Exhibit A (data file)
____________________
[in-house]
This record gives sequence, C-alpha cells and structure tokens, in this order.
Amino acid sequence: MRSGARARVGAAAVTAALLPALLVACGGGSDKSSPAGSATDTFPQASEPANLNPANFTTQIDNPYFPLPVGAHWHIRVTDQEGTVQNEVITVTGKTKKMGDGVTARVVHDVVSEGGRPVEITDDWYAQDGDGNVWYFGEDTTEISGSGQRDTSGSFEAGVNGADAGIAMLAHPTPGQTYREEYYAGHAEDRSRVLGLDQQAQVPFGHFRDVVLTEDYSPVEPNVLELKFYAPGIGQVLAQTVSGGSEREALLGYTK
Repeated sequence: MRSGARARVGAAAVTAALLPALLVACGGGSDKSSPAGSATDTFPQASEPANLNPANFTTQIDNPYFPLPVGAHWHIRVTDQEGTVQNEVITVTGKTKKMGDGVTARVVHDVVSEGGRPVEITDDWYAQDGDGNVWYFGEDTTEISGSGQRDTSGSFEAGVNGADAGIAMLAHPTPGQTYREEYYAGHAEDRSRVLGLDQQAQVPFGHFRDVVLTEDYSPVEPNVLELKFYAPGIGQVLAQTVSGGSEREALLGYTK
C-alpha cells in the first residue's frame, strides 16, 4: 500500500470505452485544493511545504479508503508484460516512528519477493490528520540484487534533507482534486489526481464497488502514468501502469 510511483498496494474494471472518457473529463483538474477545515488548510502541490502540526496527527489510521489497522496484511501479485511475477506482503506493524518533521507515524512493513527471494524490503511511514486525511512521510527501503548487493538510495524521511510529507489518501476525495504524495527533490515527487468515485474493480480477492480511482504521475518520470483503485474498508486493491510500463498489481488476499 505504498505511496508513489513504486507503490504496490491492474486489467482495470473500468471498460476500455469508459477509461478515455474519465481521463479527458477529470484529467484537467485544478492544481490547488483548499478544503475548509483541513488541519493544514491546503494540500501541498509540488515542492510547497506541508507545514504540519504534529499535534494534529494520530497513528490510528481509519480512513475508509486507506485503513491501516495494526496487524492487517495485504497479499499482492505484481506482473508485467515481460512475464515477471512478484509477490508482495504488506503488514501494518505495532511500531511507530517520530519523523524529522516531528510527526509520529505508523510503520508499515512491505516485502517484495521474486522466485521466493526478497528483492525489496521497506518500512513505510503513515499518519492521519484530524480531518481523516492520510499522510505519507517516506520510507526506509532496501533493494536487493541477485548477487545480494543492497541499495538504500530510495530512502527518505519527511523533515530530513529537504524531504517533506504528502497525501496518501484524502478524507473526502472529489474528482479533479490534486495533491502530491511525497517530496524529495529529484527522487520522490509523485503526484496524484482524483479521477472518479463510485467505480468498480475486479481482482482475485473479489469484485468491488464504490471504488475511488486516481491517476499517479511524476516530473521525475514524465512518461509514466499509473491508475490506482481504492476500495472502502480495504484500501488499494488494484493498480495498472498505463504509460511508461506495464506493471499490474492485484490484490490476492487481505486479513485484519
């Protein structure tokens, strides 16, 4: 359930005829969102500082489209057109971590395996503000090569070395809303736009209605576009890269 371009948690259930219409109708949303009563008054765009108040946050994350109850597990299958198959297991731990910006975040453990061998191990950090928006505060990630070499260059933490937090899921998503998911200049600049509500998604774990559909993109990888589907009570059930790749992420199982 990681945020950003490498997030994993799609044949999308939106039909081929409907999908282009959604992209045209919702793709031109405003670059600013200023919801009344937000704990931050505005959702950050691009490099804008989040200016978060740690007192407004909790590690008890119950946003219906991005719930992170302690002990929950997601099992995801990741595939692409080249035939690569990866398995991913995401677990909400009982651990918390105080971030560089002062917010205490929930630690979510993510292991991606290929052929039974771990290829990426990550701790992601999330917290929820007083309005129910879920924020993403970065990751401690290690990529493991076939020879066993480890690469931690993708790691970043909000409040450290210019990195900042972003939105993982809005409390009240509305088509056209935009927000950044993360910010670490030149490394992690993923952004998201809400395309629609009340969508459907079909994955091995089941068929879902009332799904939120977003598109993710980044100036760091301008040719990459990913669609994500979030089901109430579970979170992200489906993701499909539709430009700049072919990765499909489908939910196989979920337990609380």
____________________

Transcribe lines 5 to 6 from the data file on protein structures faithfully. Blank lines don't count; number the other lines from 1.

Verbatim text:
C-alpha cells in the first residue's frame, strides 16, 4: 500500500470505452485544493511545504479508503508484460516512528519477493490528520540484487534533507482534486489526481464497488502514468501502469 510511483498496494474494471472518457473529463483538474477545515488548510502541490502540526496527527489510521489497522496484511501479485511475477506482503506493524518533521507515524512493513527471494524490503511511514486525511512521510527501503548487493538510495524521511510529507489518501476525495504524495527533490515527487468515485474493480480477492480511482504521475518520470483503485474498508486493491510500463498489481488476499 505504498505511496508513489513504486507503490504496490491492474486489467482495470473500468471498460476500455469508459477509461478515455474519465481521463479527458477529470484529467484537467485544478492544481490547488483548499478544503475548509483541513488541519493544514491546503494540500501541498509540488515542492510547497506541508507545514504540519504534529499535534494534529494520530497513528490510528481509519480512513475508509486507506485503513491501516495494526496487524492487517495485504497479499499482492505484481506482473508485467515481460512475464515477471512478484509477490508482495504488506503488514501494518505495532511500531511507530517520530519523523524529522516531528510527526509520529505508523510503520508499515512491505516485502517484495521474486522466485521466493526478497528483492525489496521497506518500512513505510503513515499518519492521519484530524480531518481523516492520510499522510505519507517516506520510507526506509532496501533493494536487493541477485548477487545480494543492497541499495538504500530510495530512502527518505519527511523533515530530513529537504524531504517533506504528502497525501496518501484524502478524507473526502472529489474528482479533479490534486495533491502530491511525497517530496524529495529529484527522487520522490509523485503526484496524484482524483479521477472518479463510485467505480468498480475486479481482482482475485473479489469484485468491488464504490471504488475511488486516481491517476499517479511524476516530473521525475514524465512518461509514466499509473491508475490506482481504492476500495472502502480495504484500501488499494488494484493498480495498472498505463504509460511508461506495464506493471499490474492485484490484490490476492487481505486479513485484519
């Protein structure tokens, strides 16, 4: 359930005829969102500082489209057109971590395996503000090569070395809303736009209605576009890269 371009948690259930219409109708949303009563008054765009108040946050994350109850597990299958198959297991731990910006975040453990061998191990950090928006505060990630070499260059933490937090899921998503998911200049600049509500998604774990559909993109990888589907009570059930790749992420199982 990681945020950003490498997030994993799609044949999308939106039909081929409907999908282009959604992209045209919702793709031109405003670059600013200023919801009344937000704990931050505005959702950050691009490099804008989040200016978060740690007192407004909790590690008890119950946003219906991005719930992170302690002990929950997601099992995801990741595939692409080249035939690569990866398995991913995401677990909400009982651990918390105080971030560089002062917010205490929930630690979510993510292991991606290929052929039974771990290829990426990550701790992601999330917290929820007083309005129910879920924020993403970065990751401690290690990529493991076939020879066993480890690469931690993708790691970043909000409040450290210019990195900042972003939105993982809005409390009240509305088509056209935009927000950044993360910010670490030149490394992690993923952004998201809400395309629609009340969508459907079909994955091995089941068929879902009332799904939120977003598109993710980044100036760091301008040719990459990913669609994500979030089901109430579970979170992200489906993701499909539709430009700049072919990765499909489908939910196989979920337990609380």